In Chapter 7 we discussed combinational circuits where the value of each output depends solely on the values of signals applied to the inputs. There exists another class of logic circuits in which the values of the output depend not only on the present values of the inputs but also on the past behavior of the circuit. Circuits that have this behavior are referred to as sequential circuits. The output values of a sequential circuit depend on the temporal sequence of input values. A sequential circuit is described in terms of logic conditions referred to as logic states. A logic state is the logic value of a circuit, which is momentarily preserved. Therefore, sequential circuits include memory elements that store the values of the logic states. The general structure of a sequential circuit is illustrated in Figure 8.1.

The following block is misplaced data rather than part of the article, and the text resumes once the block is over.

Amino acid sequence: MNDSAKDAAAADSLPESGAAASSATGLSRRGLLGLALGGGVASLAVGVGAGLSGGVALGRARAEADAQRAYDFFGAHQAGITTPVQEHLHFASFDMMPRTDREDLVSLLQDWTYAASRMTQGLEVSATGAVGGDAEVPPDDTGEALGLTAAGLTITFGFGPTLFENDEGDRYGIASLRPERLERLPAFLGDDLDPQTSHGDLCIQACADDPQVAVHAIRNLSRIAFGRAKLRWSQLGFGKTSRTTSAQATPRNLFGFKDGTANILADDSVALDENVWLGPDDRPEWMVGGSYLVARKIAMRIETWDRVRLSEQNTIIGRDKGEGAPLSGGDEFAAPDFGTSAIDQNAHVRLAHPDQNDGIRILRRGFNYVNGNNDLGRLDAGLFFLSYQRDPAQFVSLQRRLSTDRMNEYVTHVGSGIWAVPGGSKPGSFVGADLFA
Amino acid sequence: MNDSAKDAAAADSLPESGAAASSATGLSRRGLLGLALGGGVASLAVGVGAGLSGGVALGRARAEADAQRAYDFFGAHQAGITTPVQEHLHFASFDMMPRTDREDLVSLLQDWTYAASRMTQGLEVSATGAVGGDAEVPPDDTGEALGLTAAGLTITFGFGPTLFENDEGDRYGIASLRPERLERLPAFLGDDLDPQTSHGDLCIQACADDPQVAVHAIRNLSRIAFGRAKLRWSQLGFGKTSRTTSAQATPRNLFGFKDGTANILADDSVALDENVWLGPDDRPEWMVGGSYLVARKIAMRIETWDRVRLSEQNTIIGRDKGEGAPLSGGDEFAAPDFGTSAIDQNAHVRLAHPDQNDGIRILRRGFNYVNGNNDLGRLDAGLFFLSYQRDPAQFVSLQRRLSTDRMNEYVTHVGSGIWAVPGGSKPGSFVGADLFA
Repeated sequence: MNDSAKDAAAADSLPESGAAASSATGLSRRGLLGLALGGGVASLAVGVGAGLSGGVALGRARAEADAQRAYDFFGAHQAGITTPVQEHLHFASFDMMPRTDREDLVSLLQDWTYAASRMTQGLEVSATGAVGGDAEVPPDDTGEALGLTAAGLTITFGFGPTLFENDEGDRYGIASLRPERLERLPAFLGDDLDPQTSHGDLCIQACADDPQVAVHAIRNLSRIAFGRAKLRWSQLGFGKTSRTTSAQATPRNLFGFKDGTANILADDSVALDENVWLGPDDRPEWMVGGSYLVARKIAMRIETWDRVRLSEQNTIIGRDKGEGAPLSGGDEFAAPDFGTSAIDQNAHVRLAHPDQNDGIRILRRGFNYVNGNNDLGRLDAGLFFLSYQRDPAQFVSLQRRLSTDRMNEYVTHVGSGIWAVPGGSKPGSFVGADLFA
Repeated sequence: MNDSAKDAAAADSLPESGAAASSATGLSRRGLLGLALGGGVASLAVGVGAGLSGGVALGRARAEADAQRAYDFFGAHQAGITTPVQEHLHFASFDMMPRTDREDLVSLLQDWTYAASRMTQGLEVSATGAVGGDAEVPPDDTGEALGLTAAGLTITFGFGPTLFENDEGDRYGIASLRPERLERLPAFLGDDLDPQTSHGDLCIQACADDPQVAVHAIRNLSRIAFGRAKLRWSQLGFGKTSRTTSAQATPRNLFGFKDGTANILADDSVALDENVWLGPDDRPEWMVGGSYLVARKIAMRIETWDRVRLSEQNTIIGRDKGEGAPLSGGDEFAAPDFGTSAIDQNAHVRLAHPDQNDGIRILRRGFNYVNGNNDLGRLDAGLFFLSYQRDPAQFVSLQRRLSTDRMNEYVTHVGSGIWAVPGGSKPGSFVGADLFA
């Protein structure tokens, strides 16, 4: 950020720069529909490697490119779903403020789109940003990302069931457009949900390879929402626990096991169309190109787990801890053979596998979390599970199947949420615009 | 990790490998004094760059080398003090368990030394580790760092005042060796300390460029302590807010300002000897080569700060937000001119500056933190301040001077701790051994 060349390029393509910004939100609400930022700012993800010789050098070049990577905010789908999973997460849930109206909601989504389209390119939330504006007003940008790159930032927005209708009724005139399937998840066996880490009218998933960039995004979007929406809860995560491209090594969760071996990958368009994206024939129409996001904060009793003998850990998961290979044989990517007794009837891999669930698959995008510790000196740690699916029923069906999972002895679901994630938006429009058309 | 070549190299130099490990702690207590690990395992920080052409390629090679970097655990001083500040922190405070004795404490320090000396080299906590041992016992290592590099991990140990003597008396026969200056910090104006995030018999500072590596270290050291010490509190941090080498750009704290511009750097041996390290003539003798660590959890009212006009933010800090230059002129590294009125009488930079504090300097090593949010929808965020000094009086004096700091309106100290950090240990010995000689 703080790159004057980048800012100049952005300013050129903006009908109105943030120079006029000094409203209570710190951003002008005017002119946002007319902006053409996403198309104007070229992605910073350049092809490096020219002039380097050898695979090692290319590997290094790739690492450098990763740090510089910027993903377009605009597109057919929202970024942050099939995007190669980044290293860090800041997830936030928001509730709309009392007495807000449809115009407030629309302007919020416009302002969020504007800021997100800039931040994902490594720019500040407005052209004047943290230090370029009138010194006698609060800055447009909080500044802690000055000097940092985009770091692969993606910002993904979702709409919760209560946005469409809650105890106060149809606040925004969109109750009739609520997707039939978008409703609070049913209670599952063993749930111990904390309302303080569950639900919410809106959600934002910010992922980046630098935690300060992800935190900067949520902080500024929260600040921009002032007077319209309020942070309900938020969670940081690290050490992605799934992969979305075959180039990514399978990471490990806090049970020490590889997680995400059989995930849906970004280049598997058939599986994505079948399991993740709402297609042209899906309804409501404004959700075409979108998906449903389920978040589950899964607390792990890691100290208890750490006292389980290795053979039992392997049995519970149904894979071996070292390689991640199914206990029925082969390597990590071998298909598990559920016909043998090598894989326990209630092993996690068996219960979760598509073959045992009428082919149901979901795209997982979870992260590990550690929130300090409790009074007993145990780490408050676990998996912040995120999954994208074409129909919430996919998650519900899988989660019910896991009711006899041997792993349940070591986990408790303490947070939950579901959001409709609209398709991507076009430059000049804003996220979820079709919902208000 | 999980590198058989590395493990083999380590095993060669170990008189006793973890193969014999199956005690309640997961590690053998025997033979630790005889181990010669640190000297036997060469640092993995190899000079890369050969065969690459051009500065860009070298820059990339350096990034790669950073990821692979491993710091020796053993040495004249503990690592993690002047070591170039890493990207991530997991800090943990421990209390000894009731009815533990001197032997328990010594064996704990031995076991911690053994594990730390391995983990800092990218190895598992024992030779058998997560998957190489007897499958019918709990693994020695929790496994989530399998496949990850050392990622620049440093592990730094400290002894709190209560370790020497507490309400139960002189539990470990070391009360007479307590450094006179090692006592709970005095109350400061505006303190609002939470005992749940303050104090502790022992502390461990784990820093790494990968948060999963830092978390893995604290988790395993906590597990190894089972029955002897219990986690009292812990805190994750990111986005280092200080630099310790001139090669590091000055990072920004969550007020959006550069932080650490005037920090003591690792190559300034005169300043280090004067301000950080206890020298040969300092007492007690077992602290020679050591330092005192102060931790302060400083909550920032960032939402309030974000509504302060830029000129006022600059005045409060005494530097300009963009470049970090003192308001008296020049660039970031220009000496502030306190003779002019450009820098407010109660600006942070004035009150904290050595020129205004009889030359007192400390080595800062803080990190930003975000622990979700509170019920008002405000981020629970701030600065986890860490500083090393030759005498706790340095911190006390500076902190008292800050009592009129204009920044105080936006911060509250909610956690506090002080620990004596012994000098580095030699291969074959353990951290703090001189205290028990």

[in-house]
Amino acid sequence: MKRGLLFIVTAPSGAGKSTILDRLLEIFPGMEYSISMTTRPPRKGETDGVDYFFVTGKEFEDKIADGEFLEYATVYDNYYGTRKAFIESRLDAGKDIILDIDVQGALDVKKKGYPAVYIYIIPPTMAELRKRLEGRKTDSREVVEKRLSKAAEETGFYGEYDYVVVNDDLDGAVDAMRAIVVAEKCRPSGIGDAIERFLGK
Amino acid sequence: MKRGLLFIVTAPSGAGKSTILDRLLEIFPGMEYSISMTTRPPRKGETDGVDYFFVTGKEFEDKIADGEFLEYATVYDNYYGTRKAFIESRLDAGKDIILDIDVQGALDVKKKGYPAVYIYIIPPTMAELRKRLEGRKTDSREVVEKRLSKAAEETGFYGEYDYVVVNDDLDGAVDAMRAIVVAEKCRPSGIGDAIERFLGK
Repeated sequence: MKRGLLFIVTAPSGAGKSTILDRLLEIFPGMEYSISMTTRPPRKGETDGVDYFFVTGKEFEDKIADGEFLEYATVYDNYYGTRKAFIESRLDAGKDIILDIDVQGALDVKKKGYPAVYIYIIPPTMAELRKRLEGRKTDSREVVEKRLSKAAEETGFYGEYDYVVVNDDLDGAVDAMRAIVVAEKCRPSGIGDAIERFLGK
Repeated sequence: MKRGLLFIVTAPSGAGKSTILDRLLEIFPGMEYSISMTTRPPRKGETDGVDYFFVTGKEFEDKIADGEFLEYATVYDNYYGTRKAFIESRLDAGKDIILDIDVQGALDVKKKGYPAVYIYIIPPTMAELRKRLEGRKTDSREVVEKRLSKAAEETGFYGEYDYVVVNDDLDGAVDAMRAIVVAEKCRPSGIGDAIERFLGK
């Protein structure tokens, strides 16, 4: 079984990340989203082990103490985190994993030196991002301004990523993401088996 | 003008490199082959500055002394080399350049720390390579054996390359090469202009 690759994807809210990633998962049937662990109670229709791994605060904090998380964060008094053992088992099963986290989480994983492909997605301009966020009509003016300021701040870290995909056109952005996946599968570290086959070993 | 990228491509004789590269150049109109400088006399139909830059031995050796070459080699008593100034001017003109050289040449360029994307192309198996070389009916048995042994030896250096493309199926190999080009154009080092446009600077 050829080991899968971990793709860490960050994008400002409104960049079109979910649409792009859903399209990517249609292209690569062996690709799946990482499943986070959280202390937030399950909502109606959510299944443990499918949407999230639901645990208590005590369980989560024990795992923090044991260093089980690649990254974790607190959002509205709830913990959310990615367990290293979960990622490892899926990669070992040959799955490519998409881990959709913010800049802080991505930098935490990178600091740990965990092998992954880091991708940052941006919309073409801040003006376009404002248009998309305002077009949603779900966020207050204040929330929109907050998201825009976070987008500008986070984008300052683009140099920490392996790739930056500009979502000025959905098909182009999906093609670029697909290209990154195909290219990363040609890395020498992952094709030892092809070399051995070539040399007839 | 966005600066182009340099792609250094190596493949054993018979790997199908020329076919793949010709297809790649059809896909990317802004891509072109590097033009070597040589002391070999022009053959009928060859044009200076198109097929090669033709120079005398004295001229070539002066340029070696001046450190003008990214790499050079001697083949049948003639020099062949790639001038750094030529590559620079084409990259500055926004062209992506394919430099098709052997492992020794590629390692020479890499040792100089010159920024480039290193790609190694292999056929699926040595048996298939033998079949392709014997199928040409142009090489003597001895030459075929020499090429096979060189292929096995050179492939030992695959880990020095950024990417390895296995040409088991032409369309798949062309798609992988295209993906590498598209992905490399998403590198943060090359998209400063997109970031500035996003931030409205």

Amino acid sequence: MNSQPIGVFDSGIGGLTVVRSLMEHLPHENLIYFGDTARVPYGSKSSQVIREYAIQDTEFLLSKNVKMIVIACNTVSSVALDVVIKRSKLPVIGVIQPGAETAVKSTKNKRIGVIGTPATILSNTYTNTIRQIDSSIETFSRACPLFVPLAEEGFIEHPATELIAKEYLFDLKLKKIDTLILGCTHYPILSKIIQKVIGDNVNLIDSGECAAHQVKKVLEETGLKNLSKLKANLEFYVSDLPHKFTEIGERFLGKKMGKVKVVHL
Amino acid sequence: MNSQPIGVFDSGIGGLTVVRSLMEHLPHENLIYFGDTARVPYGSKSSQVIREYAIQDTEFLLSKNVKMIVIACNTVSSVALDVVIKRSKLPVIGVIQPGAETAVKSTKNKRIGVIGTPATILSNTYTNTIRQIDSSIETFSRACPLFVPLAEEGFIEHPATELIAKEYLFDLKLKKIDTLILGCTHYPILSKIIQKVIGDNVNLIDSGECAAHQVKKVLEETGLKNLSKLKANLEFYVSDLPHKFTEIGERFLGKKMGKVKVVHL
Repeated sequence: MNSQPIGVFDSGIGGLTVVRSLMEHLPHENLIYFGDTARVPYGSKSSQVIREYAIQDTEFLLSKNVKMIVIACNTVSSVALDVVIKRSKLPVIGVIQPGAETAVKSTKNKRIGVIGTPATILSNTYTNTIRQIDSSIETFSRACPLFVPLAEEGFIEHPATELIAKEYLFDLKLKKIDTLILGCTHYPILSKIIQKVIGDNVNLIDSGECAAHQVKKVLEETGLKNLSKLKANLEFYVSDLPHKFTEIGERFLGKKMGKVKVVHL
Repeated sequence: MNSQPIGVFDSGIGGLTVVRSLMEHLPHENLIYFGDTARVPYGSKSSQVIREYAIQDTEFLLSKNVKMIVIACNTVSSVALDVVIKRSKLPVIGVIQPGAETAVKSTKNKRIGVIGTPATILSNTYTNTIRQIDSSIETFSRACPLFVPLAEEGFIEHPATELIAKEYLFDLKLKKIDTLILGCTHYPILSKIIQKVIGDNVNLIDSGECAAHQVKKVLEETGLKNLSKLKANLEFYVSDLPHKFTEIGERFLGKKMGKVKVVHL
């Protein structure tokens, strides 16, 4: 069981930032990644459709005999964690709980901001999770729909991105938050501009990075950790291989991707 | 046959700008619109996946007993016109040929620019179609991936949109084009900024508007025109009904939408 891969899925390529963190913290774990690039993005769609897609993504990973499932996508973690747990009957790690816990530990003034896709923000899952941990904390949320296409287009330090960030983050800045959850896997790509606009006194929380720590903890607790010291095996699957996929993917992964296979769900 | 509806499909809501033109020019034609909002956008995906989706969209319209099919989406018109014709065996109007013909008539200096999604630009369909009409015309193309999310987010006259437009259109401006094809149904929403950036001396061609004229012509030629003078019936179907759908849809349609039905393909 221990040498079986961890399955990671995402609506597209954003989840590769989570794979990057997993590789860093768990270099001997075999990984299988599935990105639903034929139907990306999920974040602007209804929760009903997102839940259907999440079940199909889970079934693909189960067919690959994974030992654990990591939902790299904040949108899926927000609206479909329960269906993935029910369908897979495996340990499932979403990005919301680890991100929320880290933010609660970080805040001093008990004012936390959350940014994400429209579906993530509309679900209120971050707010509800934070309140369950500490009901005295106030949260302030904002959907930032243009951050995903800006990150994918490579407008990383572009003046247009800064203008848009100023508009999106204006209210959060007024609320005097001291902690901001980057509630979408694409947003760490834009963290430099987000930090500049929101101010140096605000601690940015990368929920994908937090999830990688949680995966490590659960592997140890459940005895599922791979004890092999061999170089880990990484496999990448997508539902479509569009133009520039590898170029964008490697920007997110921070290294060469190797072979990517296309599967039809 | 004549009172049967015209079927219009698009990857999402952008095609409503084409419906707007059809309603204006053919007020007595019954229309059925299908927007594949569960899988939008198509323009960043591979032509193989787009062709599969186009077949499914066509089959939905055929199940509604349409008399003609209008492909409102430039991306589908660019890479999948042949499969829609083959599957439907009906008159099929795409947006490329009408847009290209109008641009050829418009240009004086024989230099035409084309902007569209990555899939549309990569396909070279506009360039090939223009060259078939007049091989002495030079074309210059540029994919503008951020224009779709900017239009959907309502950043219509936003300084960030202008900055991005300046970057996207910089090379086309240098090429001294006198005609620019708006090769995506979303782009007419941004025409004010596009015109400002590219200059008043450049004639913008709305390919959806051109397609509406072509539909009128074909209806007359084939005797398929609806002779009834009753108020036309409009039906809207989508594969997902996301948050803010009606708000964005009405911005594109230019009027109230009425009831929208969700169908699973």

A stable state of a sequential circuit is described as previous, present, or next. The present state is the present logic output of the circuit. The previous state is the logic output of the circuit before the present state. The next state is the logic output of the circuit after the present state. Notice that the previous state cannot jump to the next state without going through the next state. When the previous, present, and next states occur during consecutive equal time periods, the sequential circuit is referred to as synchronous.

Figure 8.1 Sequential Circuit Block Diagram

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